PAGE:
1.Uterus:Emediatly after birth the uterus start to contract and shrink. The uterus recedes to a non pregnant state,with a weight of 50-100 grams within 6 weeks. The women that breastfeed shrink faster because of oxytocin release during lactation help in contraction of the uterus. The superficial layer of decidua basalis shred with a discharge called lochia rubra,the discharge continue to decrease in amount and color(yellow) called lochia alba.
2. Cervix:The cervix try to recedes to a non pregnant state but cannot,by the first week the external os is closed to the extent that a finger could not be easily introduced
3.Vagina: the vagina try to recedes to a non pregnant state but cannot resolution of the increased vascularity and edema occurs by 3 weeks, and the rugae of the vagina begin to reappear in women who are not breastfeeding. At this time, the vaginal epithelium appears atrophic on smear. This is restored by weeks 6-10; however, it is further delayed in breastfeeding mothers because of persistently decreased estrogen levels.
4. Perineum: The perineum has been stretched and traumatized, and sometimes tom or cut, during the process of labor and delivery. The swollen and engorged vulva rapidly resolves, and swelling and engorgement are completely gone within 1-2 weeks. Most of the muscle tone is regained by 6 weeks, with more improvement over the following few months. The muscle
tone mayor may not return to normal, depending on the extent of injury.
5. Ovaries: The resumption of normal function by the ovaries is highly variable and is greatly influenced by breastfeeding the infant. The woman who breastfeeds her infant has a longer period of amenorrhea and anovulation than the mother who chooses to bottle-feed. The mother who does not breastfeed may ovulate as early as 27 days after delivery. Most women have a menstrual period by 12 weeks; the mean time to first menses is 7-9 weeks. In the breastfeeding woman, the resumption of menses is highly variable and depends on a number of factors, including how much and how often the baby is fed and whether the baby's food is supplemented with formula. The delay in the return to normal ovarian function in the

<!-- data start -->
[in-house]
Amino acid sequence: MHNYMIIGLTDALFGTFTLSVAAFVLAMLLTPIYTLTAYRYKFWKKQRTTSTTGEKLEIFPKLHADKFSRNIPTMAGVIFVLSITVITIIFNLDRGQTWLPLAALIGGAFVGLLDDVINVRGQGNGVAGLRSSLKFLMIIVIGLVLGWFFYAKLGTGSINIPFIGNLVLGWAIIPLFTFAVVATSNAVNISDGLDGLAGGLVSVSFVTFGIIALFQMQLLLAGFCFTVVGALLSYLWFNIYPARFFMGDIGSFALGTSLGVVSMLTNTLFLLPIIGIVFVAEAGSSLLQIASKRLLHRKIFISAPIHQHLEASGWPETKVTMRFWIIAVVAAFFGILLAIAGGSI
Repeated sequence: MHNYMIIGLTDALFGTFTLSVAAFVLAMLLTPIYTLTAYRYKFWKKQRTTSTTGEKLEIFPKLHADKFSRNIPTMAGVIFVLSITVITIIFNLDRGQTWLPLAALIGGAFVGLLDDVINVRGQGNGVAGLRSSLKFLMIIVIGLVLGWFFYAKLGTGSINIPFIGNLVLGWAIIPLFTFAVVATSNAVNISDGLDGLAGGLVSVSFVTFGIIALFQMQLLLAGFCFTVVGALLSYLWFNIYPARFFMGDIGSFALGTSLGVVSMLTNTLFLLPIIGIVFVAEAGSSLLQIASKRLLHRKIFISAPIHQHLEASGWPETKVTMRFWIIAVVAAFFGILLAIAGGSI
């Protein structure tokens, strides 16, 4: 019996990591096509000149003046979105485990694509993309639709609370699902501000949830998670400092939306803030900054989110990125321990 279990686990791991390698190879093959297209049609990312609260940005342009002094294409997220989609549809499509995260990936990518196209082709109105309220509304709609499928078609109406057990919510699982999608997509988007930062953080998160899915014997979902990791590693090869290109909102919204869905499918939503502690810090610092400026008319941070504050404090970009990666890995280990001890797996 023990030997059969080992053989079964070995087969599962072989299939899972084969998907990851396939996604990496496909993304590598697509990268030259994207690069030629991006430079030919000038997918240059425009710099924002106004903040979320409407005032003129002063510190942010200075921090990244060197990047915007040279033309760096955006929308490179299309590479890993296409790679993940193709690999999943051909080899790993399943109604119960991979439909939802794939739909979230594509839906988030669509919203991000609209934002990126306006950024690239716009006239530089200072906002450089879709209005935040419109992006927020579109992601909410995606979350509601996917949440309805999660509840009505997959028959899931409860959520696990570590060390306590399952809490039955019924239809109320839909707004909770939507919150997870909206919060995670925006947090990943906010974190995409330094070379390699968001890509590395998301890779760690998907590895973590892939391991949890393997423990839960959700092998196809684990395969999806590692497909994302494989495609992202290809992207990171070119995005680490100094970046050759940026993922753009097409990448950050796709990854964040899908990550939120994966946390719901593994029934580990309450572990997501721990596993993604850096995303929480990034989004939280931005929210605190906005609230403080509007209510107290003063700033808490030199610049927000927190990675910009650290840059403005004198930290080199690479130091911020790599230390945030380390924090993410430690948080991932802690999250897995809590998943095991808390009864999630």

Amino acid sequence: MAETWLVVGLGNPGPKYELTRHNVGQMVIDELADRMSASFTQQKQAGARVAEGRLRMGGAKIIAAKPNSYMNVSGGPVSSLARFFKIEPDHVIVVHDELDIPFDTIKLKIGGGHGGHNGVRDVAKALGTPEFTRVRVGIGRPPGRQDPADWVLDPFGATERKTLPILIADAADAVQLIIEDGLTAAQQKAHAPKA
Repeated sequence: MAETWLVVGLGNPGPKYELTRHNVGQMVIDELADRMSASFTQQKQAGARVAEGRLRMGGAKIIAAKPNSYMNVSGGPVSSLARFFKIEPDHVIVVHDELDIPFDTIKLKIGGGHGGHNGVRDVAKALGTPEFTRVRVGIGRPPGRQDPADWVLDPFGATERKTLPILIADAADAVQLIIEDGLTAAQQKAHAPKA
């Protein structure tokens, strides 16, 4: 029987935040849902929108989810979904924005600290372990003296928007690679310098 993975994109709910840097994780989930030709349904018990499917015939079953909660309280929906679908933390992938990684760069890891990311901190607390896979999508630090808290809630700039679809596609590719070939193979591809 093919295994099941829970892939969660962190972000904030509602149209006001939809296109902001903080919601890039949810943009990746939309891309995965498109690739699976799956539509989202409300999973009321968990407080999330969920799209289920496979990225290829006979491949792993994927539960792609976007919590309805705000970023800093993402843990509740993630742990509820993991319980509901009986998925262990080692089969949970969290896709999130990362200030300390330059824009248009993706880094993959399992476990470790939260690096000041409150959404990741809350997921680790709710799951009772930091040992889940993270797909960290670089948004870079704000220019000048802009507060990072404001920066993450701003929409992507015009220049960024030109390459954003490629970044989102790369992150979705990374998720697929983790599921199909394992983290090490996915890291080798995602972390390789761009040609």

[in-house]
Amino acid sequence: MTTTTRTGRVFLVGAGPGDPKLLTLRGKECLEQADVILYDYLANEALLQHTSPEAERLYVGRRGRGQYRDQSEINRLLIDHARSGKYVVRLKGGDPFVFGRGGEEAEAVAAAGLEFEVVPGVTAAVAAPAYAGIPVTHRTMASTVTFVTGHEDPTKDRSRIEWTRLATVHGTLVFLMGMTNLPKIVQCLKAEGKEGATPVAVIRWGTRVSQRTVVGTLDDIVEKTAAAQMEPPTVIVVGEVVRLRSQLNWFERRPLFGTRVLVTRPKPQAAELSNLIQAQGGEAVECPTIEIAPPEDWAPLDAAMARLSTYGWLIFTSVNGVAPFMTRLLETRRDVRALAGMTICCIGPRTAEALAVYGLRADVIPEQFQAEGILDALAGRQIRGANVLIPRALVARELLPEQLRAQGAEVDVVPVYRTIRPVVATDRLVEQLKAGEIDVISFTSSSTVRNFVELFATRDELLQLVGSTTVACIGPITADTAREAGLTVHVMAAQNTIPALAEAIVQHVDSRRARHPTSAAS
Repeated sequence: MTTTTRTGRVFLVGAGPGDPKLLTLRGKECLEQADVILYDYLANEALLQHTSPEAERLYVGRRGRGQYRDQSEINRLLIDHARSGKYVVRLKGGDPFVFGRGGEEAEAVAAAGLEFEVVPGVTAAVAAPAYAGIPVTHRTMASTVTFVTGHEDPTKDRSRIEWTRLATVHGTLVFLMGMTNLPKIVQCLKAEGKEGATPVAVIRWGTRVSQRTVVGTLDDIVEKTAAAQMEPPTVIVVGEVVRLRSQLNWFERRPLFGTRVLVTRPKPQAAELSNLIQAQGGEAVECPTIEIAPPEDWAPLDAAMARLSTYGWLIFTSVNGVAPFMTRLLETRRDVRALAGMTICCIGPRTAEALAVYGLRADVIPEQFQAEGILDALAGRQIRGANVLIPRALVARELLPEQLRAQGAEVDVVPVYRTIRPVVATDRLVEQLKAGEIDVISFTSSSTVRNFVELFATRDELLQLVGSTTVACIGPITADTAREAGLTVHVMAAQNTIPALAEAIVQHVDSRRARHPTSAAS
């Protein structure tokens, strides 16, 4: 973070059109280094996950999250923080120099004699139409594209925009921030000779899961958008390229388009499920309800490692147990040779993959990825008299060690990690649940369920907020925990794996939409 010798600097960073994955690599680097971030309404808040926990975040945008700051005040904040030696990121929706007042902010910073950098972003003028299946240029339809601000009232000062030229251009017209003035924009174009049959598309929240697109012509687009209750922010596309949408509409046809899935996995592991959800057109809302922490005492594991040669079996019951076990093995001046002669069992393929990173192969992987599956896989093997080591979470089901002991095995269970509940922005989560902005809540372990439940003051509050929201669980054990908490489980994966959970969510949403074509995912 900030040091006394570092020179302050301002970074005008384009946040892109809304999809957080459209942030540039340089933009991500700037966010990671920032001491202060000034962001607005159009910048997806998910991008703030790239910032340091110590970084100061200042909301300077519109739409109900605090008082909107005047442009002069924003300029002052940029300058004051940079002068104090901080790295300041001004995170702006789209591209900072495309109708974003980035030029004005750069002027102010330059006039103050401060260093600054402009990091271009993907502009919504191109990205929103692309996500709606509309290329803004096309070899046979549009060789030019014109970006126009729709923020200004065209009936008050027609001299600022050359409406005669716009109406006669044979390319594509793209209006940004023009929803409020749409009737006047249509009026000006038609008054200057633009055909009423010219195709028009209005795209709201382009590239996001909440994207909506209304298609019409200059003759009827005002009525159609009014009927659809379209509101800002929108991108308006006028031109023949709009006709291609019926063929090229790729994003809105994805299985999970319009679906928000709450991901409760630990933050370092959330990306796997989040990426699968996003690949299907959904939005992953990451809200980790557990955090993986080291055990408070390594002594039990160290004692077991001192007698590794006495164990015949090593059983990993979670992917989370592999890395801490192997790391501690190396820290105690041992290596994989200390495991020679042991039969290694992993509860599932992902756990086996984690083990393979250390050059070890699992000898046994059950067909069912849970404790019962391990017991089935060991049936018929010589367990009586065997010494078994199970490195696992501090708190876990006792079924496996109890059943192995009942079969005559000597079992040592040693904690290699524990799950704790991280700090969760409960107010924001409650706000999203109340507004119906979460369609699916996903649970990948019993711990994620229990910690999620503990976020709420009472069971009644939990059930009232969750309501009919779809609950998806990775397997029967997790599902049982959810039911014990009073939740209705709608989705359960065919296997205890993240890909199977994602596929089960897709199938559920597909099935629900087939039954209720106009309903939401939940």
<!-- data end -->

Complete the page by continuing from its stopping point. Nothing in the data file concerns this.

lactating mother is caused by the suppression of ovulation due to the elevation in prolactin. Half to three fourths of women who breastfeed return to periods within 36 weeks of delivery.
6. Breasts: The changes to the breasts that prepare the body for breastfeeding occur throughout pregnancy. Lactation can occur by 16 weeks' gestation. Lactogenesis is initially triggered by the delivery of the placenta,
which results in falling levels of estrogen and progesterone, with the continued presence of prolactin. If the mother is not breastfeeding, the
prolactin levels decrease and return to normal within 2-3 weeks.
B) General changes:
1. The blood pressure returns back to normal after labor due to the decrease in cardiac output. Constipation is common after labour. The haematocrit value, leucocytes, platelets and clotting factors increase after labor and return back to normal 10 days later. These blood changes increase the risk of deep vein thrombosis early after labour.
Endocrine Changes: The plasma levels of placental hormones decline rapidly after labour as human placental lactogen, human chorionic; gonadotropin and estradiol. Prolactin levels in maternal blood throughout pregnancy.
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